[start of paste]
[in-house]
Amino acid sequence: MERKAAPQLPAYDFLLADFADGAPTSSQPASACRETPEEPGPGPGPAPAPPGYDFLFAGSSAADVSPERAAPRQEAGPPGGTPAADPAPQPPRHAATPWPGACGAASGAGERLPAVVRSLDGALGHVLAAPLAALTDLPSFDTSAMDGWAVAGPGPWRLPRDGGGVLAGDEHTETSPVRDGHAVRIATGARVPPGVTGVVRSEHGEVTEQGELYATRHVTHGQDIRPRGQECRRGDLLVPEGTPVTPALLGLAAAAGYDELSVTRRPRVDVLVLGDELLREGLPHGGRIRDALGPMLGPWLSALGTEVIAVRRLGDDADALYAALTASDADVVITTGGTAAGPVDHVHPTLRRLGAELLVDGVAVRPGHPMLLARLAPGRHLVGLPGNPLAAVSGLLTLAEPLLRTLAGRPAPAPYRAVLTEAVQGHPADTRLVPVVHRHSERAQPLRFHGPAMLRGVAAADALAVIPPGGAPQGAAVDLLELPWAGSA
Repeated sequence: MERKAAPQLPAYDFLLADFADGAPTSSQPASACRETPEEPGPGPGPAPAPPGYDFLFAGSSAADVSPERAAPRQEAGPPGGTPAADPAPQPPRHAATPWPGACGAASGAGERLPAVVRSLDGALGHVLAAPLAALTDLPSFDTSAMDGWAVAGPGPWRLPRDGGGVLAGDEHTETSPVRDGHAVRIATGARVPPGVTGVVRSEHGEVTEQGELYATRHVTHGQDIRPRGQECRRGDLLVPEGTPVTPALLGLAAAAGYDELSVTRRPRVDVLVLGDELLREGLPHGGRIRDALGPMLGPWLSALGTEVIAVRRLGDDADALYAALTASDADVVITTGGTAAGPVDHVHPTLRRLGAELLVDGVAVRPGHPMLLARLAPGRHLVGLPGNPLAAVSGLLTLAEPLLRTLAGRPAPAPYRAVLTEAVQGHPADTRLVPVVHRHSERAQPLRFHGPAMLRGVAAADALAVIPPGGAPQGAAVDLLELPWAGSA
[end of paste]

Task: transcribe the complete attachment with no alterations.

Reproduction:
[in-house]
Amino acid sequence: MERKAAPQLPAYDFLLADFADGAPTSSQPASACRETPEEPGPGPGPAPAPPGYDFLFAGSSAADVSPERAAPRQEAGPPGGTPAADPAPQPPRHAATPWPGACGAASGAGERLPAVVRSLDGALGHVLAAPLAALTDLPSFDTSAMDGWAVAGPGPWRLPRDGGGVLAGDEHTETSPVRDGHAVRIATGARVPPGVTGVVRSEHGEVTEQGELYATRHVTHGQDIRPRGQECRRGDLLVPEGTPVTPALLGLAAAAGYDELSVTRRPRVDVLVLGDELLREGLPHGGRIRDALGPMLGPWLSALGTEVIAVRRLGDDADALYAALTASDADVVITTGGTAAGPVDHVHPTLRRLGAELLVDGVAVRPGHPMLLARLAPGRHLVGLPGNPLAAVSGLLTLAEPLLRTLAGRPAPAPYRAVLTEAVQGHPADTRLVPVVHRHSERAQPLRFHGPAMLRGVAAADALAVIPPGGAPQGAAVDLLELPWAGSA
Repeated sequence: MERKAAPQLPAYDFLLADFADGAPTSSQPASACRETPEEPGPGPGPAPAPPGYDFLFAGSSAADVSPERAAPRQEAGPPGGTPAADPAPQPPRHAATPWPGACGAASGAGERLPAVVRSLDGALGHVLAAPLAALTDLPSFDTSAMDGWAVAGPGPWRLPRDGGGVLAGDEHTETSPVRDGHAVRIATGARVPPGVTGVVRSEHGEVTEQGELYATRHVTHGQDIRPRGQECRRGDLLVPEGTPVTPALLGLAAAAGYDELSVTRRPRVDVLVLGDELLREGLPHGGRIRDALGPMLGPWLSALGTEVIAVRRLGDDADALYAALTASDADVVITTGGTAAGPVDHVHPTLRRLGAELLVDGVAVRPGHPMLLARLAPGRHLVGLPGNPLAAVSGLLTLAEPLLRTLAGRPAPAPYRAVLTEAVQGHPADTRLVPVVHRHSERAQPLRFHGPAMLRGVAAADALAVIPPGGAPQGAAVDLLELPWAGSA